More data centre and warehouse developments will qualify as state significant developments (SSDs) in NSW under planned changes to the state's planning approvals process.
The reforms, which come into effect in June, will temporarily lower the threshold for facilities to be assessed as SSD for two years to fast-track approvals and stimulate economic activity.
SSD is a type of development deemed important due to its size, economic value or potential impact, requiring Independent Planning Commission or ministerial sign-off before it proceeds.
Proposals are assessed by the Department of Planning, Industry and Environment, instead of local councils.
The threshold for data centres will fall “from $50 million CIV [capital investment value] to 10 megawatts total power consumption (which roughly equates to a CIV of $40 million)”.
Warehouses, on the other hand, will fall from “$50 million CIV to $30 million CIV for a two-year period” before reverting back to $50 million CIV.
The department said the changes will “more accurately” reflect the scale, complexity and potential impact of data centres and warehouses, providing a “clear and more certain planning pathway”.
Planning minister Rob Stokes said the reforms would allow projects to travel through the planning system more quickly at time when demand for data centres and warehouses is increasing.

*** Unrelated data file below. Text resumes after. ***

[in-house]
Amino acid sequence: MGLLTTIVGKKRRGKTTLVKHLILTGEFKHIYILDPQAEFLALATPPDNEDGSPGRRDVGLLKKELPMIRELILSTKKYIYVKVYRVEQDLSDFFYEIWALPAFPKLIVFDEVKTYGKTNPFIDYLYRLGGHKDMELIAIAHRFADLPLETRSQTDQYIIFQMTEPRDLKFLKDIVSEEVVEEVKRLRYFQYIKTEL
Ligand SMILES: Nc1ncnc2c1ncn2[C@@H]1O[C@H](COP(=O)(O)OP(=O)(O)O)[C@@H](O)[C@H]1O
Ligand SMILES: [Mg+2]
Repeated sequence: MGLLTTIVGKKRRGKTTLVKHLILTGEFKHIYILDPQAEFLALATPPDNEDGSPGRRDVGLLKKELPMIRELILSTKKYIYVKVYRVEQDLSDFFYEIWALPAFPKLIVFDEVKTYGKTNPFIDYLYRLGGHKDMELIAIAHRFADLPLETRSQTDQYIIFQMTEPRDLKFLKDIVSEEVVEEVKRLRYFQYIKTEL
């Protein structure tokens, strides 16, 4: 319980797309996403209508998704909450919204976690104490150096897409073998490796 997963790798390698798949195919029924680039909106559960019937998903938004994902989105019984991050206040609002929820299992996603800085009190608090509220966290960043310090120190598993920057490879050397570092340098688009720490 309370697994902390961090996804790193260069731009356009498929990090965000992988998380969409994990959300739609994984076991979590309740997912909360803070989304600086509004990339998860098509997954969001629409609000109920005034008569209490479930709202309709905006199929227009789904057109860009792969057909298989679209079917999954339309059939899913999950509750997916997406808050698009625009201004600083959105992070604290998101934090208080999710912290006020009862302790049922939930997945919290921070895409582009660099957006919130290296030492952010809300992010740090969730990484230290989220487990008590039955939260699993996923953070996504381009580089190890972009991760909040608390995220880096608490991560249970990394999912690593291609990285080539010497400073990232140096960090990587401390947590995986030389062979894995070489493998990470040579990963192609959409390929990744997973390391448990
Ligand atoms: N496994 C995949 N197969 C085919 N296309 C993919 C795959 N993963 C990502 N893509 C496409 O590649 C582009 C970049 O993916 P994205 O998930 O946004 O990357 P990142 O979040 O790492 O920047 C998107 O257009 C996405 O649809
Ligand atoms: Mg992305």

“During the pandemic, there has been a noticeable shift closer towards e-commerce, remote working and cloud storage which has led to an increase in data centres and warehouses,” he said.
“These are great for stimulating the economy – they’re simple to build, simple to assess and create a higher number of direct and indirect jobs.”
“Data centres and warehouses represent a $4.9 billion pipeline of projects so by lowering the threshold to assess more of them as SSD, we are pushing them through the planning system more quickly.”
Stokes added that the number of planning assessment officers would also be boosted to help manage the demand as a result of the changes.
The SSD assessment pathway reforms come as the department plans further changes to the SEEPs to streamline the delivery of smaller data centres through the complying development pathway.
The pathway offers an accelerate approvals process by council or an accredited certifier for “straight forward developments”, as long as they “meet strict construction and building standards”
It follows a noticeable increase in the number of data centre development applications, particularly using the regional development of SSD pathways, the department said.
“This means we’re making it easier to build small-scale data centres without lengthy planning approvals while providing a swifter pathway for large scale ones,” Stokes said.
Each data centre development is estimated to contribute up to $1 billion in construction and fit-out costs to the NSW economy.
Macquarie Telecom managing director Aidan Tudehope told iTnews the reforms were “really practical” and would "support NSW’s short-term economic recovery”.
“We’ve invested more than $200 million in the past year alone building two facilities,” he said.
“We’re proud to be part of that economic rebuild and look forward to continued partnership with the state and federal government to do more.”
Equinix Australia managing director Guy Danskine also welcomed the announcement.
“With eight data centres in the state today, any legislative changes that speed up the planning system is an important step forward,” he said.
Updated at 3:17pm to include Equinix Australia's comment